At the start of the twentieth century, over 40 percent of Americans did not know that the Earth orbits the sun in a year-long cycle (Otto 2016, 224). Another 52 percent did not know that dinosaurs died before the appearance of humans, and 45 percent were unaware that the world is older than 10,000 years. It is unnecessary to mention the equally alarming numbers of people who believe in ghosts, space aliens, paranormal monsters, devil possession, angels, demons, miracles, and so forth (Smith 2010, 22–23).
This mostly scientifically illiterate public seems to lack the necessary skills to distinguish between contending claims to knowledge or differentiate between fact and opinion. We now live in a scary and confusing “post-truth” era of disinformation, “fake news,” “counterknowledge,” “weaponized lies,” conspiracy theories, magical thinking, and irrationalism (see Andersen 2017; Levitin 2016).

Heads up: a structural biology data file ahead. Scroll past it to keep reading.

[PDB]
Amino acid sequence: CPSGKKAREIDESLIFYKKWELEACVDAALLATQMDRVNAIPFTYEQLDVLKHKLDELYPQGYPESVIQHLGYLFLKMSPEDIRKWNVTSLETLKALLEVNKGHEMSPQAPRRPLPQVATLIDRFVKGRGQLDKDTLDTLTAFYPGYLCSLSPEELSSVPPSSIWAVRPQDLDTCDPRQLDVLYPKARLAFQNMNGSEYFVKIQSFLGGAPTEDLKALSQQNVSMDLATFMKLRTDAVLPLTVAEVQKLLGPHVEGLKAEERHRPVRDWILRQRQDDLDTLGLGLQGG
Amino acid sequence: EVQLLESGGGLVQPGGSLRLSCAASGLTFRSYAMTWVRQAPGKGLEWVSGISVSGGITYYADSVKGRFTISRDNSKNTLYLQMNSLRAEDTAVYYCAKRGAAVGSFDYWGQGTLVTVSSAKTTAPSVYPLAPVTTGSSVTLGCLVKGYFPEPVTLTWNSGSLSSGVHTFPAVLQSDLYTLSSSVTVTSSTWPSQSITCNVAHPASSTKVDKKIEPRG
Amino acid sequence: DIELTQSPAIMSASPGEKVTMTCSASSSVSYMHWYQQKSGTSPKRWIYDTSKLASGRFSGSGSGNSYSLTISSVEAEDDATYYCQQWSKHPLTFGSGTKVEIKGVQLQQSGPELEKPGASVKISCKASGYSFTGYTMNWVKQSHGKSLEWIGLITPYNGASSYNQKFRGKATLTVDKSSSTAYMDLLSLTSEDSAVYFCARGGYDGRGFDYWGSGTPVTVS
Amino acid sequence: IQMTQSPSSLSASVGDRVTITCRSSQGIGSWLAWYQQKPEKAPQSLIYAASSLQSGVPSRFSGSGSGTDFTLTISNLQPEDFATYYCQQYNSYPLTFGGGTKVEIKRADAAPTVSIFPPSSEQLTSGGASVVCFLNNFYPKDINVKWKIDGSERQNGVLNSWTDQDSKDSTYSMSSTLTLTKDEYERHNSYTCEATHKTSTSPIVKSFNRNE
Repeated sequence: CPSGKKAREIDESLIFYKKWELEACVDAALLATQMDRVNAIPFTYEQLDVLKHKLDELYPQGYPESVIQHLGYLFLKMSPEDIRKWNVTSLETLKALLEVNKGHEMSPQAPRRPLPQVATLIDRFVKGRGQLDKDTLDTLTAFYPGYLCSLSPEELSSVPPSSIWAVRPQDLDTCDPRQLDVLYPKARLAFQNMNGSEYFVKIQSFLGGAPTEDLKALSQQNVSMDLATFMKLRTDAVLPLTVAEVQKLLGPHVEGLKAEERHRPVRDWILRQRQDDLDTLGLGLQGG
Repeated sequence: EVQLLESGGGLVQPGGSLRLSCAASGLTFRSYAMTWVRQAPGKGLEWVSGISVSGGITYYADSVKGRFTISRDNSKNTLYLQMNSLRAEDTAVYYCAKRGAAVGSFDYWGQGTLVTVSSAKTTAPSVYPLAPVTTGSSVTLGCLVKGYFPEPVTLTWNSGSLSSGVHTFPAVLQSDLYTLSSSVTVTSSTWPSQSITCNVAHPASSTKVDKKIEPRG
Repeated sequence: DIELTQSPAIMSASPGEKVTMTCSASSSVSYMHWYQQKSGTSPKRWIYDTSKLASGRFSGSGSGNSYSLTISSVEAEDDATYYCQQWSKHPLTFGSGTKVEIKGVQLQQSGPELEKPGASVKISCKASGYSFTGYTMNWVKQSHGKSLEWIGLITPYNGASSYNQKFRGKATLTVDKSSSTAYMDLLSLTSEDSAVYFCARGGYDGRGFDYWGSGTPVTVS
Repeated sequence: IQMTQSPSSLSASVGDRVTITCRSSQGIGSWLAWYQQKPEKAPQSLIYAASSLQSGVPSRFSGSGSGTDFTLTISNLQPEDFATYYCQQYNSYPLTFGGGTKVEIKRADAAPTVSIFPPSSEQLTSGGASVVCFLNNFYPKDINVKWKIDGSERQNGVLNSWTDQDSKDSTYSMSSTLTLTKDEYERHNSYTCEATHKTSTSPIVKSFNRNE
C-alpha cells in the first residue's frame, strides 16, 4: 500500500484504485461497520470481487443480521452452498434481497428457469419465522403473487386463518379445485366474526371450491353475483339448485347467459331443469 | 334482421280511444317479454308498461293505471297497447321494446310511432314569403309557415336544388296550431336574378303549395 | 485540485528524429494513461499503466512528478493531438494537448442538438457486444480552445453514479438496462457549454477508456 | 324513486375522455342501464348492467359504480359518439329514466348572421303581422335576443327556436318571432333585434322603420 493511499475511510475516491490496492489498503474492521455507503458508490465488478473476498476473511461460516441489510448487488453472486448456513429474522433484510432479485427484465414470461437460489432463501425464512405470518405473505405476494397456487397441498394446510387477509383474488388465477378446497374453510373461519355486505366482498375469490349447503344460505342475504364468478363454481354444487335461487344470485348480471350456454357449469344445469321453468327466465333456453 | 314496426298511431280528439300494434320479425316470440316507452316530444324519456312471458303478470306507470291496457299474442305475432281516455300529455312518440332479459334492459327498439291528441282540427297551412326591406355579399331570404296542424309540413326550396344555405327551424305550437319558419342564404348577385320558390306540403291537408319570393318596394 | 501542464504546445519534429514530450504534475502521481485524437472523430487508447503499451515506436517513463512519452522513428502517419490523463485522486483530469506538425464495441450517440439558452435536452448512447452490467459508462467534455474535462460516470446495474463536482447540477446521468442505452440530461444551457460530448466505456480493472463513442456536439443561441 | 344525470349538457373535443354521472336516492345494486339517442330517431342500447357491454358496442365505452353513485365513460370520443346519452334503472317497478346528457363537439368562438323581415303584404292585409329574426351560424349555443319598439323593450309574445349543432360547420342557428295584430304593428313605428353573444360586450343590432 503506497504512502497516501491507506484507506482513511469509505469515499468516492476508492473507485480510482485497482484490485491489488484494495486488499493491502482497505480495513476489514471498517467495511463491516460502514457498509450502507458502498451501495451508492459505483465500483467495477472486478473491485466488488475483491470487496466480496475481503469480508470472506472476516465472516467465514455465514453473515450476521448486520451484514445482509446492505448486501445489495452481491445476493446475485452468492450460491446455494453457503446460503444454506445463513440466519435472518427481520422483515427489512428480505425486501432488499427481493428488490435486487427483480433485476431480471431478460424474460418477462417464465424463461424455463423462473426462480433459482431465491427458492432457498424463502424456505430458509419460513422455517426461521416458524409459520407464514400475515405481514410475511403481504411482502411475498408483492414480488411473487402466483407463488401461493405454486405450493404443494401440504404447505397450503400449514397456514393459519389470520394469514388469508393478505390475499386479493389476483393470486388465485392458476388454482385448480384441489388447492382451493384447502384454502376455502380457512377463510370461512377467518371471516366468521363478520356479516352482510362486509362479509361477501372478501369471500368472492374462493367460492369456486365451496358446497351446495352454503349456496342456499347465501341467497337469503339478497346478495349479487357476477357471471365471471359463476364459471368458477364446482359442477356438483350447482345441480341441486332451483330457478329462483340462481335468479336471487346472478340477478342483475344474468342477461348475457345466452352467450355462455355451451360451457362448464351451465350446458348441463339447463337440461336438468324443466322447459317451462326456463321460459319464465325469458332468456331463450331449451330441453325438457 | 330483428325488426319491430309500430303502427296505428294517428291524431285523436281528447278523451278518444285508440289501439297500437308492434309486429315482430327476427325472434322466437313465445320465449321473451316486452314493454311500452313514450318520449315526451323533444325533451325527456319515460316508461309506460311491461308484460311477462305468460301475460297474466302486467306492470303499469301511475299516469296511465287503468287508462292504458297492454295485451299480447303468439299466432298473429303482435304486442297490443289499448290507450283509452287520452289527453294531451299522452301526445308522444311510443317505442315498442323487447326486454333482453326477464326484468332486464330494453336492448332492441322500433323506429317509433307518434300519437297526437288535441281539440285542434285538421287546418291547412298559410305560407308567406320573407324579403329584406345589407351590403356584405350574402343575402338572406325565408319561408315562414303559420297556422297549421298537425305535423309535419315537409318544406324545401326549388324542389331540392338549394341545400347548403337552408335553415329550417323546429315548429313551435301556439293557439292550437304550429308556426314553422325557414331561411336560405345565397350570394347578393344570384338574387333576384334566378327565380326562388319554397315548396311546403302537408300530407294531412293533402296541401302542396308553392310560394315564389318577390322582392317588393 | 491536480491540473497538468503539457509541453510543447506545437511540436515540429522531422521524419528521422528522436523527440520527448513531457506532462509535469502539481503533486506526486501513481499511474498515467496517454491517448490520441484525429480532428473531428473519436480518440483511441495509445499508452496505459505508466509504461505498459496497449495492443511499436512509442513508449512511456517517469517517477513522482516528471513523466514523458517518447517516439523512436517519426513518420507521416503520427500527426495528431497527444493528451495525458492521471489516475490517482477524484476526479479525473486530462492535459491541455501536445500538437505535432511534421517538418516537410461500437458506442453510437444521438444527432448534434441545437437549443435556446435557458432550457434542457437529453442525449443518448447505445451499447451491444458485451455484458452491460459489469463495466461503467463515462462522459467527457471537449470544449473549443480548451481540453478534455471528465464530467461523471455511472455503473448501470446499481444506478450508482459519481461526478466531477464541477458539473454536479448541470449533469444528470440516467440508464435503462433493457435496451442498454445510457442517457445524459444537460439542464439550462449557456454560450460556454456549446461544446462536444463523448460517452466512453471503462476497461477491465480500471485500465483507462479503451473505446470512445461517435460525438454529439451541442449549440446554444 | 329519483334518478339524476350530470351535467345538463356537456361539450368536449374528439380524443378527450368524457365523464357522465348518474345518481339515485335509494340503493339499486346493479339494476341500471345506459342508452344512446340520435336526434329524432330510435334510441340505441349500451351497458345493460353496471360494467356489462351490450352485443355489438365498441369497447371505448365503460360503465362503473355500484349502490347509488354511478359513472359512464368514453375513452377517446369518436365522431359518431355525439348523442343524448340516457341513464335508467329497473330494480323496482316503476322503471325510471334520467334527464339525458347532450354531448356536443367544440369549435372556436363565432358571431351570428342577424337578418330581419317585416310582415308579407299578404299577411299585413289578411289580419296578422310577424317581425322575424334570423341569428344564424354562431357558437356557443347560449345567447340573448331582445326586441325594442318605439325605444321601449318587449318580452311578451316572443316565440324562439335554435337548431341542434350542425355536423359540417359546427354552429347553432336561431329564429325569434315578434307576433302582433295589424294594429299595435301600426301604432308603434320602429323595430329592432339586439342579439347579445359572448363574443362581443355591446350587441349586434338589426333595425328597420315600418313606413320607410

Bogus and irrational ideas (beliefs that have been falsified or are unfalsifiable) are thriving and seem to be widely received and accepted. However, tolerating irrationalism and scientific illiteracy poses many dangers. It is dangerous to individual well-being. Numerous people have died because of their trust in sham alternative medical cures, and many others have lost their life savings by believing in psychics and miracle workers (see Bridgstock 2009, 1–3; Coyne 2015, 229–239; Gilovich 1993, 5–6; Hines 2003, 38–41; Schick and Vaughn 2014, 12–13). More than that, acquiescence to irrationalism threatens the well-being of our society (see Mooney and Kirshenbaum 2009; Sharlet 2010). As philosophers Theodor Schick and Lewis Vaughn (2014, 13) have put it: